As I got older and the Internet became more of a professional space, the connection I had established with people online did start to have many of the benefits professional connections do. I’ve had job opportunities, requests for interviews and articles, and invitations to anthologies and conventions through people I met on the Internet. But you know, I don’t log into Twitter or Facebook thinking, “What can these people do for me?” (That’s the thing that I — and I think many people — dislike about the idea of networking. Turning connection into commodity!) I’m primarily on social media because I like it and I find people interesting. Hopefully they might return the compliment!
So this is all very airy-fairy, because there is lots of practically-minded guidance out there about social media. In case you want ’em, though, here are a few more practical points you might want to keep in mind.
1) Chup your name.
When I started messing around on the Internet, it was not seen as a real thing that might generate real money. Especially in the circles I hung out in, people did not use their real names on the Internet. By the time I got around to claiming my own name on the Internet, it had already been taken — so I’m not zencho on Twitter or Facebook or even .com. (Maddeningly, it is not even the actual name of the person who took it, who presumably still lives in the part of the Internet where you might as well be foxyangelbaby as Bob Tan.)
Don’t make my mistake. If you’re gunning for publication and think you want to have a social media presence around that, go and book up your writing name on all the sites you can think of.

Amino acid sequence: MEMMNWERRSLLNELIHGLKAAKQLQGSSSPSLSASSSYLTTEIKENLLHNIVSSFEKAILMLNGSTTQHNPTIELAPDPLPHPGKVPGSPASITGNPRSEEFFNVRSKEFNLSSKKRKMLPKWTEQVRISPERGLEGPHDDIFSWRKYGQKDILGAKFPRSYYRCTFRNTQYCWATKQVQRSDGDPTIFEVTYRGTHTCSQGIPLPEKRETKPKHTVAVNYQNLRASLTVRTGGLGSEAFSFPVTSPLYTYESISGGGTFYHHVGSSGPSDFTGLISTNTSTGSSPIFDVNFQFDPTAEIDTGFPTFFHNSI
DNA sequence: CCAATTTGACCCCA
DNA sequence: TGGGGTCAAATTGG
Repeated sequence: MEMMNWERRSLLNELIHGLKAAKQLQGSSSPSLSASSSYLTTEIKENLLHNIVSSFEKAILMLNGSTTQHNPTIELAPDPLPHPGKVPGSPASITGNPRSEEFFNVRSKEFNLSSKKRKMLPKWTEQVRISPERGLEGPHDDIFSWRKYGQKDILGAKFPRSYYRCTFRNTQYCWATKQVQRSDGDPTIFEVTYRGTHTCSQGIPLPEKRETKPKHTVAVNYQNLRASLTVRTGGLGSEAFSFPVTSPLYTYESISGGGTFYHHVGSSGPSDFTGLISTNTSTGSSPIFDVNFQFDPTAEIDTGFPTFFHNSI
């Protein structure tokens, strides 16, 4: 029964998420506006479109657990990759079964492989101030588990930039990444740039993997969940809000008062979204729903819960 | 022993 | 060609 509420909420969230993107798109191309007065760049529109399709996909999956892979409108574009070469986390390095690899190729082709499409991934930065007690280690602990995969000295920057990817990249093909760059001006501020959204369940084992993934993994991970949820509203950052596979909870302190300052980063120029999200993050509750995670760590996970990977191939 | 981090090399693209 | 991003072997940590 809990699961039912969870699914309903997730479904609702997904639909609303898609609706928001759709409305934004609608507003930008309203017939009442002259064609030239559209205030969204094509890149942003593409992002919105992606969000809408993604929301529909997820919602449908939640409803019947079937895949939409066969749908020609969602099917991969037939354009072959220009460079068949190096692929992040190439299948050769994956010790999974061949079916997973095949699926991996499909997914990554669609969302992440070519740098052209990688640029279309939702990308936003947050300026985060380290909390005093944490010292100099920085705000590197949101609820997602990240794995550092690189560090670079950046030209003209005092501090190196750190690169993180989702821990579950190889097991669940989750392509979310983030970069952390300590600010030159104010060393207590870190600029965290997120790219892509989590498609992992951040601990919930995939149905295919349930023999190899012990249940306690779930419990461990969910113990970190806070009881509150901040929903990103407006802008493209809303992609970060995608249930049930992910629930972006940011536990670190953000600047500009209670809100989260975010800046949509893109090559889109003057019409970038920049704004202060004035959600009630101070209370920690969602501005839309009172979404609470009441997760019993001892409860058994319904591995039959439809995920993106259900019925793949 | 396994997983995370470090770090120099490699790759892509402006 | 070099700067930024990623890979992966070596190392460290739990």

2) Find out where you need to be.
Not all social media sites are used by the same demographic, obviously, and you want to be where your people are. Twitter is where US/UK SFF fandom/industry congregates to share news and gossip. Facebook is similar, but you might also get authors’ personal photos. The Malaysian arts scene is all over Facebook, including writers. The hijabsters who buy Fixi novels are on Instagram. YA is on Tumblr because that is where the teenagers are. Everyone has abandoned LiveJournal except, curiously, a small circle of SFF authors who still blog there and still apparently have readers. And so on and so forth!
3) Do what works for you.
You should probably book up your name on every social networking site you can think of, just in case you want it in future — and who knows, you might get famous enough that if you leave them out there, ill-natured persons may choose to assume your identity and troll your fans with fake spoilers. But there’s no actual need to use every single social networking site known to man. You are a writer, after all, not a social media machine. Just focus on one or two outlets that come natural and (preferably) that you enjoy using.
4) Don’t post anything negative without thinking about it first.
I have broken this rule a few times (and regretted it every single time), but I mostly follow it and so have had a fairly peaceful time of it on the Internet. (Long may this continue, she said, fingers crossed.) I am not saying you should not criticise or argue or complain — that’s obviously a valid form of engagement, and open, sincere disagreement is good for a society. But in the same way that you probably wouldn’t show up at your workplace and start by picking fights with your coworkers, however annoying they are, if you’re using social media as a professional writer, you might want to think about what you feel is worth picking quarrels about.
If you feel like saying something negative to or about a person, sure — craft your statement, put it away, and wait half an hour. If after that time you still want to post it, do it. But it’s not going to go stale in half an hour, and a lot of Internet rage is not the sort that lasts for more than thirty minutes.
Previous Publishing Journey posts
Mission statement: Ten things I believe about writing
Breaking through writer’s block, or, how I started writing and publishing short stories
How I published a short story collection
Writing with a day job, part 1: Why I don’t write full-time
Writing with a day job, part 2: Work/work balance